Will Rising Inflation Force Central Banks to Raise Interest Rates?

After responding to the global financial crisis by implementing a barrage of stimulus measures, it seems that demand is finally starting to pick up. Across the globe, we’re seeing news about inflation hit major headlines and become a trending topic on Twitter and Weibo, as rising commodity prices continue to put pressure on consumer prices.

Yesterday, reports revealed that consumer prices in the U.S. rose by 0.4% in January, pushing year-on-year inflation up to 1.6%. This marked the highest level in seven months!

Meanwhile, in Europe, inflationary pressures are threatening to blow up and are now knocking on the doors of the ECB and BOE. Euro zone inflation currently stands at 2.2% while for the U.K, it is at a scorching 4.0%. Take note that these are both above the target inflation bands of their respective central banks.

Year-on-year Inflation Figures

Why exactly have the markets been focusing on inflation anyway?

Remember, while rising prices do indicate growing demand, if they are not contained, it could lead to hyperinflationary environments, which could end up being disastrous for the economy. This is why central banks pay close attention to inflation and use it as one of the primary factors when deciding upon monetary policy.

In fact, central banks of emerging economies have already taken notice. Countries like China, Brazil, and India have all raised interest rates in an effort to slow down the rise of inflation that began early last year.

With emerging nations taking the lead and raising rates, is it only a matter of time before central banks from old powers like the U.S., euro zone, and the U.K. follow suit?

Some analysts believe that the ECB and BOE cannot ignore the risks of hyperinflation and will most likely act accordingly by raising interest rates later this year. Word on the economic grapevine is that both banks might raise rates by as much as 75 basis points each before the year ends.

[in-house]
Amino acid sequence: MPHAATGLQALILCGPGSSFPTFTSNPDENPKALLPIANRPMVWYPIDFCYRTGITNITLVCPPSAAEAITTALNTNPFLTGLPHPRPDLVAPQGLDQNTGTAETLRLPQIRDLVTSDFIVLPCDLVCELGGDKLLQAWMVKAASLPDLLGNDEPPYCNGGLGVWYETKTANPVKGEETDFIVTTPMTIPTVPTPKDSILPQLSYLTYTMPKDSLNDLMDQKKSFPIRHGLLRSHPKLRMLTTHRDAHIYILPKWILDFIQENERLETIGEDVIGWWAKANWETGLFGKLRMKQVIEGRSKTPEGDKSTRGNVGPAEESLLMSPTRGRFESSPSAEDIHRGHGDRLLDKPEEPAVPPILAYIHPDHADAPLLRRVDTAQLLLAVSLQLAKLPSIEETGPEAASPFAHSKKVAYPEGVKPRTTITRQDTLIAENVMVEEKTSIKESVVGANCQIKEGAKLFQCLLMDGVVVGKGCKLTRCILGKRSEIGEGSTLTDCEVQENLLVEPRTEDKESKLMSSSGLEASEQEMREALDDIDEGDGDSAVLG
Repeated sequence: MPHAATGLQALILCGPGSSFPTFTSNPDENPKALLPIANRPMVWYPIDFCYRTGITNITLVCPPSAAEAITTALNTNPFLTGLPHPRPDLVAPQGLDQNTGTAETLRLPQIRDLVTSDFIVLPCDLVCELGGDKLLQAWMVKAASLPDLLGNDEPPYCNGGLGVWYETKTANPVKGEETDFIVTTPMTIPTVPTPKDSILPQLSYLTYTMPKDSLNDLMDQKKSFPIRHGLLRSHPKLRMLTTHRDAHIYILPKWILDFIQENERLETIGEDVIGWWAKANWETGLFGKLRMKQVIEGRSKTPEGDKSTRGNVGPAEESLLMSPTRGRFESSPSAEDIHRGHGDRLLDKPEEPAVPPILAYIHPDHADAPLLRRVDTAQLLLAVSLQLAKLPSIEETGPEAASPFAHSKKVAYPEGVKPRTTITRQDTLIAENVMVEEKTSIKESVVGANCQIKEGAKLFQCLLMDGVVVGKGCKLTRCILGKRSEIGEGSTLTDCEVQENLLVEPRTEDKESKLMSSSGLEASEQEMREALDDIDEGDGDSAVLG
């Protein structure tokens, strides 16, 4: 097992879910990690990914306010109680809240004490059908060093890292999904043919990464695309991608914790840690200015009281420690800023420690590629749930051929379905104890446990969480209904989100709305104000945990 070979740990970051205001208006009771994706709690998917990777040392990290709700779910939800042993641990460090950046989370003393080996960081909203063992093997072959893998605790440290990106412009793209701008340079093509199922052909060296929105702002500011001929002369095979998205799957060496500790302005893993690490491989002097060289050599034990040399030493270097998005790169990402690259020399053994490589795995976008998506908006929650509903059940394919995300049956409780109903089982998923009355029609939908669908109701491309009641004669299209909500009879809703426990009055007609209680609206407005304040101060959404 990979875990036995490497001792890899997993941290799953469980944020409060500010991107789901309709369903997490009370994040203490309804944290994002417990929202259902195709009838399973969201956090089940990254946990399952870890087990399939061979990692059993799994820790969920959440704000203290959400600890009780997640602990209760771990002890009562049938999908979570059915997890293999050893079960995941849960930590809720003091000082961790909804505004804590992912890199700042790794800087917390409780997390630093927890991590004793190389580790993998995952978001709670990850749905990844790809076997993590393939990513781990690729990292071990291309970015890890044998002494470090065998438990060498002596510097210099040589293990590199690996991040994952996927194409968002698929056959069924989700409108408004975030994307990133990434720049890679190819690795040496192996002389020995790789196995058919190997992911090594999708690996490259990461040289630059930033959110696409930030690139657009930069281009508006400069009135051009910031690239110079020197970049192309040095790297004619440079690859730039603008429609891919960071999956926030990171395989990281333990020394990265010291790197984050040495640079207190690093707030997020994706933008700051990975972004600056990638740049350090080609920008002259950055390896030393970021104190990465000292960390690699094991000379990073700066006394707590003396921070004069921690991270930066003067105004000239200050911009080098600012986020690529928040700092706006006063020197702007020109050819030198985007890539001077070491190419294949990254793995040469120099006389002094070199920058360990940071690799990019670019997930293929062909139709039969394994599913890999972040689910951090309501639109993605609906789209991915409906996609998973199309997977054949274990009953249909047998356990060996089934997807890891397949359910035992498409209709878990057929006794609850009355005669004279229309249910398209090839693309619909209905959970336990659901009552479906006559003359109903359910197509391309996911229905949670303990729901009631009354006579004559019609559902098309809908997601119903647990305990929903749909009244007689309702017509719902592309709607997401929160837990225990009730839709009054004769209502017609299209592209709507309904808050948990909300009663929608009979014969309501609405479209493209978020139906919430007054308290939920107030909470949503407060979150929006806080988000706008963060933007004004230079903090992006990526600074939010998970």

This appears to be reflected on the charts, as the euro and pound have held steadily as of late. Despite the release of positive U.S. data, the dollar found itself struggling this past week, as a return of risk appetite boosted higher yielding assets.

Wait a second, that doesn’t make any sense Mr. Gump! Shouldn’t good U.S. data help the dollar?

In theory yes, but it seems that the markets have something else in mind.

While the Fed has upgraded its outlook on the U.S. economy, the markets don’t believe that Fed President Ben Bernanke and his buddies are as hawkish as their counterparts across the Atlantic. The market seems to be pricing in the potential rate hikes by the ECB and BOE, as well as betting that the Fed will take a more cautious and slower approach to raising rates.

With that in mind, does this mean we’re in line for a bearish dollar trend this 2011?

To be honest, I’m not quite sure. While it is hard to ignore the data showing strong inflation figures from the euro zone and U.K., I still believe that we should wait for austerity measures to fully kick in before hopping on the euro or pound bandwagons.

For the meantime, keep an ear out for any statements made by any central bankers. A slip of the tongue here or there may just reveal their hands and give us clues as to exactly how hawkish each central bank is!


  • donkeykong

    with oil getting to new highs inflation in the uk will probably go up? more than 4% and no rate hike? that makes no sense.

  • donkeykong

    with oil getting to new highs inflation in the uk will probably go up? more than 4% and no rate hike? that makes no sense.